I'm often asked "what happened to Helmy?" or about the whereabouts of Helmy, Fred Beckey's brother. I was able to spend time with Helmy on two lengthy visits to Munich: the first in 2014 and then in 2018. This is a link to his obituary, on the Mountaineers website: https://www.mountaineers.org/blog/remembering-helmy-beckey . . . . . . . . . . . *Note: The climb of Index's North Peak was originally made by Lionel Chute & "company" in the late 1920s - exact year and partner's names unknown. It was later climbed by Otto Trott and Eric Larson in 1941. It's likely that Trott & Larson actually made the first "complete" summit, but that the specifics were not entirely documented, as could have Chute. It was proposed in later years by Harry Majors that Fred & Helmy made the first "complete" ascent of the North Peak, as the write-up by Fred in the 1946 AAJ made mention of continuing to the true summit; Chute's homemade-metal match summit register was found at the "false" summit. Fred never made the FA claim himself.
  45. 4 points
    Trip: Chair Peak - NE Buttress Trip Date: 12/09/2019 Trip Report: Went out to Chair peak yesterday in search of mixed conditions and found exactly what we were searching for. We couldn't have asked for a nicer day, but would have preferred a few more clouds to shade us and the route from the blazing sun. Overall I would describe the route as "in" mixed climbing condition. Out as a snow or ice climb P1: We took the right variation. Very fun and good mixed climbing practice. little to no ice but I did place one 10cm screw. P2: was a simul block across snow covered slabs and ledges over to the base of the ice step. Not many options for belays but it's hard to fall with much force on those slabs. P3: Sweet neve up to the narrow, thin and unfortunately short ice step. The step consists of a narrow column just barely wide enough to both protect and climb. I placed two rater than one stubby to help protect the belay anchor. I placed my spectre for fun in some turf after the step and belayed off two pins and a slung pinch point up and right. P4: cruiser snow simul to the top. Sean slung a tree for pro. Both rap anchors for the couloir rappel are currently out of reach. In order to reach the bolts I had to stand on my toes and hook the bottom rap ring, with my tool, then do a pull up and clip in direct to my tool in order to thread the rappels. The piton rappel is another 20ft higher. I'm 6'2 and could barely reach, anyone shorter would likely need to tie their tools together or use a probe. The skis pictures spent the day under a tree somewhere on the approach. Gear Notes: Gear we brought: Cams .4-1, many nuts, 1 Spectre, 4 kb's, 2 10cm, 1 13cm, and 2 16cm screws, 1 picket, 9 single slings 2 doubles. Gear we used: all the cams, the KB's, the 10cm, 13cm and one of the 16's, 6 singles 2 doubles. Approach Notes: Currently the summer approach seemed to be the best option. Pray for snow.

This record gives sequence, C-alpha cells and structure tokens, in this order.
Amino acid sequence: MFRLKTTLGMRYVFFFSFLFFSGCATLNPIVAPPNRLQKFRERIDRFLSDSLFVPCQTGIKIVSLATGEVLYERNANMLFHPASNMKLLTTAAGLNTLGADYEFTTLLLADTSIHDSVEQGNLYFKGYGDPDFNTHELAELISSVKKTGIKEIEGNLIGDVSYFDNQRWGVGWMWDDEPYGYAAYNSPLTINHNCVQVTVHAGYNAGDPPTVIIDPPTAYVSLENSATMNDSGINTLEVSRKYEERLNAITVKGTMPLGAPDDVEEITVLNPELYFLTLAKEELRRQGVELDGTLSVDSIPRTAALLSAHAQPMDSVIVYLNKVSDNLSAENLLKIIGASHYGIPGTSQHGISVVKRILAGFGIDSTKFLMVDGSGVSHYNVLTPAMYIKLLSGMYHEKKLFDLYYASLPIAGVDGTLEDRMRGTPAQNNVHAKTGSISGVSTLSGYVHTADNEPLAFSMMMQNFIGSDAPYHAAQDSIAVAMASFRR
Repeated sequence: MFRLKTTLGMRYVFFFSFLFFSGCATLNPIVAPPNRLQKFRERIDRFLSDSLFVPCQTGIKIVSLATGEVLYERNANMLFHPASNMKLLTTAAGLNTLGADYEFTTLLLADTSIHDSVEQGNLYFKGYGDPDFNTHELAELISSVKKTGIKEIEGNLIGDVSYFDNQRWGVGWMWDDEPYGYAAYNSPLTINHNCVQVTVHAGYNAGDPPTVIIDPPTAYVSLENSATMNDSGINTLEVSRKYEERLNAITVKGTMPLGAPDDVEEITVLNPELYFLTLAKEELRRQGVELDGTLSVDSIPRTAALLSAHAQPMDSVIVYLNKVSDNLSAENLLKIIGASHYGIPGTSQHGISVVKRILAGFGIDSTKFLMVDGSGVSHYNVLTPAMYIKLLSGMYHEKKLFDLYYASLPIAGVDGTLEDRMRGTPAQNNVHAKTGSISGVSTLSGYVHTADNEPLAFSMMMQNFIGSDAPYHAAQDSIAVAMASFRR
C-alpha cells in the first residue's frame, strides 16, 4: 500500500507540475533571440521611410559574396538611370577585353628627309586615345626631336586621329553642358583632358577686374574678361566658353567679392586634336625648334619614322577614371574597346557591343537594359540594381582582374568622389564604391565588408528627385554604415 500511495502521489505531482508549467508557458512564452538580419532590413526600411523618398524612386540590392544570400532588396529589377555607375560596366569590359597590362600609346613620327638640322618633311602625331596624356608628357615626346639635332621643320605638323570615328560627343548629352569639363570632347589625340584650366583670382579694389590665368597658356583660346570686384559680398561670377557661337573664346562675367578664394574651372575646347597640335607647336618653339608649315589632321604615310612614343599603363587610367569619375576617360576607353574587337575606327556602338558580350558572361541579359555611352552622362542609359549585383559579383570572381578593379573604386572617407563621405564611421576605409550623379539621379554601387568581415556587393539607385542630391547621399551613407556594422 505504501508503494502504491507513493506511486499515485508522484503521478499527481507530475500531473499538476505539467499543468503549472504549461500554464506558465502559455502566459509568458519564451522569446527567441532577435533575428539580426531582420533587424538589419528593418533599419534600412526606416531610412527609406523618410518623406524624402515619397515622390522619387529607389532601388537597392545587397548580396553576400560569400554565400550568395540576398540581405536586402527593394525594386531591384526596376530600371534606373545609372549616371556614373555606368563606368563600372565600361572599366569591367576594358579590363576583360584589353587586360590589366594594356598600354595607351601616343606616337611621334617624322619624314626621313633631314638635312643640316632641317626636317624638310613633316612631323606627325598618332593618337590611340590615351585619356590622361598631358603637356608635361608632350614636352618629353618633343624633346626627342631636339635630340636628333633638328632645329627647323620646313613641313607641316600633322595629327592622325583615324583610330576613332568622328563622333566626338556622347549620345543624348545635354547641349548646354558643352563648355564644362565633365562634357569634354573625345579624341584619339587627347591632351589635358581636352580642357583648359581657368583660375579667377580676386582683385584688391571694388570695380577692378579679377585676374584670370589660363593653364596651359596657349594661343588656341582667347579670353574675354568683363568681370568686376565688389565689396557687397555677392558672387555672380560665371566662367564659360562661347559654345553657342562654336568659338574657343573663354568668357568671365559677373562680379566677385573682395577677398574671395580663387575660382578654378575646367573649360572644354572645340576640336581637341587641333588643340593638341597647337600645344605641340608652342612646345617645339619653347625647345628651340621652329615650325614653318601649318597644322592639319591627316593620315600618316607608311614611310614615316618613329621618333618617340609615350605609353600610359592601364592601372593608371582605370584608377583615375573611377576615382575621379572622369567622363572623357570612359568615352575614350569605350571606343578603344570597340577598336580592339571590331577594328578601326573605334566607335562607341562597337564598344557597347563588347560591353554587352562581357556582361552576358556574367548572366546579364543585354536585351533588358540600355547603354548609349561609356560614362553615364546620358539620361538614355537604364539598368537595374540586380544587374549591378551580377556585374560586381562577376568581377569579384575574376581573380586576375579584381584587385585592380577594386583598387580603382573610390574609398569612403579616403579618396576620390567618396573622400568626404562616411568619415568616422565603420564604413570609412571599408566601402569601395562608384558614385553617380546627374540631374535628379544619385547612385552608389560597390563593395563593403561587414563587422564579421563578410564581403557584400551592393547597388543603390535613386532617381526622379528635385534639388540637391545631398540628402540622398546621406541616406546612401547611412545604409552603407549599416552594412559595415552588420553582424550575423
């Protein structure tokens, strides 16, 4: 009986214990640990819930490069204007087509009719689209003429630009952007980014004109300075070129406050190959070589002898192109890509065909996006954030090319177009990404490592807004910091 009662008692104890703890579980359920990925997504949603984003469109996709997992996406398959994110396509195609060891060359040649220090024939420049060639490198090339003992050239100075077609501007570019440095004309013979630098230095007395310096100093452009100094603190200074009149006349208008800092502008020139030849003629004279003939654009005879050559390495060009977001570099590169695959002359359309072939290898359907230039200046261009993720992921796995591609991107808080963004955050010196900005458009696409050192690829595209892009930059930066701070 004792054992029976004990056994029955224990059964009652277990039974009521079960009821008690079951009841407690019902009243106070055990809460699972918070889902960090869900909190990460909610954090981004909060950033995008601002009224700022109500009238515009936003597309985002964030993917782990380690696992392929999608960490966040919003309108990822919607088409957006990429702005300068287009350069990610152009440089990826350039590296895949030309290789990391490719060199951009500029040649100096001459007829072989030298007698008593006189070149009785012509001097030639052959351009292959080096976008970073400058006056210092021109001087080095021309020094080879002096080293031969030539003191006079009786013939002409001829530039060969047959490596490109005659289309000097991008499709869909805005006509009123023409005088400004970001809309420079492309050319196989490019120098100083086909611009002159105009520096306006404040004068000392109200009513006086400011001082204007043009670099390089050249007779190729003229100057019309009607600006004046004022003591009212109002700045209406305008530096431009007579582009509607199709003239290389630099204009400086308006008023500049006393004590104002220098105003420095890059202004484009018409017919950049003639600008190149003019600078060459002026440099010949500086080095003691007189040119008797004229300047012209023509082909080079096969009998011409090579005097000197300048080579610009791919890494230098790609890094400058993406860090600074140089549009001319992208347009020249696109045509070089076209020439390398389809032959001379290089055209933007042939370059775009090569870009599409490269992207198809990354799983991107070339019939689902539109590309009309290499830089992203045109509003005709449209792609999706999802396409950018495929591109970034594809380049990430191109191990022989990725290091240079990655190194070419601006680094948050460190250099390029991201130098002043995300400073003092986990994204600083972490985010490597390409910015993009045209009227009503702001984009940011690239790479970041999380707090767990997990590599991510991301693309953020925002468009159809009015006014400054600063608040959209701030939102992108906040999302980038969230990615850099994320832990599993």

46. 4 points
    I love that the cc.com effect is back. Many moons ago it was a common thing to see a crowd the next weekend on whatever had a bunch of online traffic during the week.
  47. 4 points
    of all the trip reports i've read, this is one of them!!!
  48. 4 points